In its eyes, if not in Aron’s, he had become a thinker of “the right.” Indeed, his fear of communism and of Soviet expansion had made this non-joiner join de Gaulle’s Rally of the French People (RPF) in 1947. For thirty years (1947-1977), he chose to write for the conservative and conformist Figaro, not the far more unorthodox Monde. But his relation with the right was never comfortable. While a member of the RPF, Aron criticized de Gaulle’s German (or anti-German) policies, which he deemed punitive and unrealistic. Later, he scandalized the French political establishment and most of his colleagues at Le Figaro by condemning as hopeless the French attempt to crush the Algerian rebellion, and explaining that Algeria’s independence was inevitable. Now came the turn of the right to bring forward the charges earlier made by the left, about Aron’s “icy analyses” that ignored the importance of feelings such as emotional solidarity, either with exploited workers or with French settlers in North Africa. He always replied that he preferred cool clarity to warm confusion.

His relation to the world of politics was never easy. In foreign affairs, he was an Atlanticist, convinced that only the United States could protect Western Europe from Soviet blackmail; he worried more over American weakness than over American imperialism. This was enough, of course, to make the foreign policy of General de Gaulle, especially after 1962, unpalatable to him, and to irritate the general. In domestic affairs, while he lamented the weakness of the Fourth Republic’s institutions, he disliked the plebiscitarian aspects of the Fifth—he had already criticized Gaullism during his London days. Both his Atlanticism and his distrust of political charisma had earlier made him very skeptical toward Pierre Mendès-France, when the latter, in 1954, briefly galvanized all those, especially among the young, who had begun to despair of French democracy.

Aron’s relation to Israel was equally complex. A wholly assimilated and unreligious Jew, he had shown no particular enthusiasm for Israel before the crisis that preceded the Six Day War in 1967; later, he was highly critical of Begin. He thought that French Jews had the right to express sympathy for Israel but also the obligation to remain loyal French citizens: there could be no double allegiance. He was thus out of sympathy with the recent tendencies of the French Jewish community, whose militancy results from the new predominance in France of Jews of North African origin, as well as with attempts (by Bernard-Henri Lévy and others) to prove that anti-Semitism had been a major theme in French thought. On the other hand, he became extremely anxious about Israel’s survival on the eve of the Six Day War, and in a small book acidly criticized de Gaulle’s famous reference to the Jews as peuple d’élite, sûr de lui-même et dominateur. Aron did not believe that there is a single Jewish people.

Critical of the stodginess of French higher education, he was nevertheless horrified by the ideological delirium of May 1968; his caustic analysis of this “psychodrama,” in The Elusive Revolution (1968), exposed him once more to charges of insensitivity to strongly felt claims. And yet this episode somehow marked the beginning of his reign as France’s most respected intellectual. Until then, he had had a handful of influential disciples, men and women who, like Aron, wanted neither Marxism nor authoritarianism, felt ill at ease with the artificiality of the cleavage between left and right (in a country with several lefts and rights), and wanted pragmatic reform, modest social engineering. After 1968 these Tocquevilleans were joined by disillusioned ex-Marxists: former communists, Maoists, Trotskyites, or gauchistes, who were now repudiating not only the party but Marxism altogether.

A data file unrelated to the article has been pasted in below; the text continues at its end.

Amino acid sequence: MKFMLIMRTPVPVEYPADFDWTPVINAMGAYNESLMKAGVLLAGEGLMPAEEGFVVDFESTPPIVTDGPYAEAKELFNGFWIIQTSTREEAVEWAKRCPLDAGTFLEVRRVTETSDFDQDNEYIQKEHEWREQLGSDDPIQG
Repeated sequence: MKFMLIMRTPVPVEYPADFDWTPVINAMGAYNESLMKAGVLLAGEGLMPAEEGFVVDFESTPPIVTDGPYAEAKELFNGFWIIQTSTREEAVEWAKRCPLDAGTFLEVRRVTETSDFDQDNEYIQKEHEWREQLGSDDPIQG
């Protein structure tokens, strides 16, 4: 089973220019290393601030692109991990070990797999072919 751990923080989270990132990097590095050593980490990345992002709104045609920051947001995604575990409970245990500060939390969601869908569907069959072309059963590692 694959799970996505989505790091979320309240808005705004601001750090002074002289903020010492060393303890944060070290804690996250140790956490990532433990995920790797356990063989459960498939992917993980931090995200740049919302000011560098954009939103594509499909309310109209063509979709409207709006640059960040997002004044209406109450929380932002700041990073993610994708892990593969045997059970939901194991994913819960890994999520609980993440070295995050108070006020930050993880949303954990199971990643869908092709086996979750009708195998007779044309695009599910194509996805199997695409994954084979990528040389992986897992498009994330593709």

After 1975, partly because of the enormous impact of Solzhenitsyn’s testimony on the Soviet gulags, the French higher intelligentsia, in a sea change, abandoned Marxism entirely and discovered the evils of the Soviet Union. Inevitably, Aron now appeared as a prophet, as the man who had been right whereas Sartre had been wrong. In The Opium of the Intellectuals, Aron, prematurely, had announced the “end of ideology,” or rather of ideological systems, of secular religions. When the end finally became apparent, he was its beneficiary (although he had the wisdom, in his memoirs, to recognize that political preferences such as his own, based on a combination of liberal values and comparative analyses, can be called ideological).

Following the victory of the left and the election of Mitterrand in May 1981, Aron, whose relations with Giscard d’Estaing had been difficult—he had supported his domestic policy but disliked his Ostpolitik—resumed, with some glee, his preferred role as critic in l’Express. This did not affect his prestige—on the contrary, it soared after the publication of his extensive and far-ranging interviews with two former leftists, Le Spectateur engagé (1981). This shows the divorce between the leaders of the Paris intelligentsia, who had moved to the right, and the “lower intelligentsia” of teachers and junior faculties, which supports the left. The political consensus around a tough anti-Soviet foreign policy and a strategic rapprochement with Washington in East-West affairs, which extends from the socialists to the Gaullists, also strengthened Aron’s authority.


At the end of his life, Aron wrote his memoirs partly because he felt he did not have enough energy left to write the epistemological and sociological works he had still hoped to complete, partly in order to review his own accomplishments. Indeed, these 751 pages make up the longest review article ever written (especially by the author under review). Aron sums up most of his books and many of his essays, and tells us what he now thinks of them (he often congratulates himself, but also points out mistaken judgments and analytical flaws). Moreover, he reviews his reviewers, and quotes them at great (indeed, I fear, excessive) length, distributing blame or praise for their own criticisms or compliments. It is not a book of personal revelations—Aron’s reserve was formidable—or a book of portraits. Aron has known many famous people—Sartre, Malraux, de Gaulle, Kissinger—but he is not interested in describing their characters. And yet, the Mémoires provides us with many clues to his own personality.